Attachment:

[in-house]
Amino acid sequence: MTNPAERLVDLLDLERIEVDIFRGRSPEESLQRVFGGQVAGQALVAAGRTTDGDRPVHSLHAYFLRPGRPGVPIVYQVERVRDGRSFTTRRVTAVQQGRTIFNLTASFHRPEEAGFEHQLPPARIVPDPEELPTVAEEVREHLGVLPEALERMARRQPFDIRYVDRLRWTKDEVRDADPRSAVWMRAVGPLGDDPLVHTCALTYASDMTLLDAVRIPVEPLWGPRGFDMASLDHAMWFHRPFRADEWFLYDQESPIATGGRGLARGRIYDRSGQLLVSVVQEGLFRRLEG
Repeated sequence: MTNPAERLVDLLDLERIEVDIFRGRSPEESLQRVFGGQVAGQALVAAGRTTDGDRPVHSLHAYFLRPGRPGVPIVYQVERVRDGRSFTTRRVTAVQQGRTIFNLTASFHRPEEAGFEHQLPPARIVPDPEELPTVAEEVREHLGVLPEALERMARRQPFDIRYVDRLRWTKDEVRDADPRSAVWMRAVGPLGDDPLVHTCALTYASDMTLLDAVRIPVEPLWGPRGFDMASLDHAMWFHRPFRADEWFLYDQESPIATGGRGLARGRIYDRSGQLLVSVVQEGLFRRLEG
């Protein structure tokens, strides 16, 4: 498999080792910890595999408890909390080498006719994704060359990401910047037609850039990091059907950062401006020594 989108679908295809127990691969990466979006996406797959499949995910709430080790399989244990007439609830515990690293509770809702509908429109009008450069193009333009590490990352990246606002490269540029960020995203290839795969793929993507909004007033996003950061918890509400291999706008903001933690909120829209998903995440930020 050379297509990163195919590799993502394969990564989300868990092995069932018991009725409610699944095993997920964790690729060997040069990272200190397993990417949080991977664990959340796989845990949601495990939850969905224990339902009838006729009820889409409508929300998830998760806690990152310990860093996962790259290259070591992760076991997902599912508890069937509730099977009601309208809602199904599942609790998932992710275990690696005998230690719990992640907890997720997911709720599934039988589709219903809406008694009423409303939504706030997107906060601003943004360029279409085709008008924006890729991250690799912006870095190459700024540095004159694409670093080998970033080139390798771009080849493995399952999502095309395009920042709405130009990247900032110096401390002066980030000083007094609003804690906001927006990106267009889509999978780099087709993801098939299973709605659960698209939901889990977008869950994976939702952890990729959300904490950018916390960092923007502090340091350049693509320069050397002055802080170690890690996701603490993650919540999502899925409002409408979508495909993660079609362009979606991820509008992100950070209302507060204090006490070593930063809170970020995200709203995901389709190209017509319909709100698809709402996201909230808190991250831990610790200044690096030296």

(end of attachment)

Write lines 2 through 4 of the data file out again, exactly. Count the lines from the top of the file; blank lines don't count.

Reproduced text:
Amino acid sequence: MTNPAERLVDLLDLERIEVDIFRGRSPEESLQRVFGGQVAGQALVAAGRTTDGDRPVHSLHAYFLRPGRPGVPIVYQVERVRDGRSFTTRRVTAVQQGRTIFNLTASFHRPEEAGFEHQLPPARIVPDPEELPTVAEEVREHLGVLPEALERMARRQPFDIRYVDRLRWTKDEVRDADPRSAVWMRAVGPLGDDPLVHTCALTYASDMTLLDAVRIPVEPLWGPRGFDMASLDHAMWFHRPFRADEWFLYDQESPIATGGRGLARGRIYDRSGQLLVSVVQEGLFRRLEG
Repeated sequence: MTNPAERLVDLLDLERIEVDIFRGRSPEESLQRVFGGQVAGQALVAAGRTTDGDRPVHSLHAYFLRPGRPGVPIVYQVERVRDGRSFTTRRVTAVQQGRTIFNLTASFHRPEEAGFEHQLPPARIVPDPEELPTVAEEVREHLGVLPEALERMARRQPFDIRYVDRLRWTKDEVRDADPRSAVWMRAVGPLGDDPLVHTCALTYASDMTLLDAVRIPVEPLWGPRGFDMASLDHAMWFHRPFRADEWFLYDQESPIATGGRGLARGRIYDRSGQLLVSVVQEGLFRRLEG
């Protein structure tokens, strides 16, 4: 498999080792910890595999408890909390080498006719994704060359990401910047037609850039990091059907950062401006020594 989108679908295809127990691969990466979006996406797959499949995910709430080790399989244990007439609830515990690293509770809702509908429109009008450069193009333009590490990352990246606002490269540029960020995203290839795969793929993507909004007033996003950061918890509400291999706008903001933690909120829209998903995440930020 050379297509990163195919590799993502394969990564989300868990092995069932018991009725409610699944095993997920964790690729060997040069990272200190397993990417949080991977664990959340796989845990949601495990939850969905224990339902009838006729009820889409409508929300998830998760806690990152310990860093996962790259290259070591992760076991997902599912508890069937509730099977009601309208809602199904599942609790998932992710275990690696005998230690719990992640907890997720997911709720599934039988589709219903809406008694009423409303939504706030997107906060601003943004360029279409085709008008924006890729991250690799912006870095190459700024540095004159694409670093080998970033080139390798771009080849493995399952999502095309395009920042709405130009990247900032110096401390002066980030000083007094609003804690906001927006990106267009889509999978780099087709993801098939299973709605659960698209939901889990977008869950994976939702952890990729959300904490950018916390960092923007502090340091350049693509320069050397002055802080170690890690996701603490993650919540999502899925409002409408979508495909993660079609362009979606991820509008992100950070209302507060204090006490070593930063809170970020995200709203995901389709190209017509319909709100698809709402996201909230808190991250831990610790200044690096030296």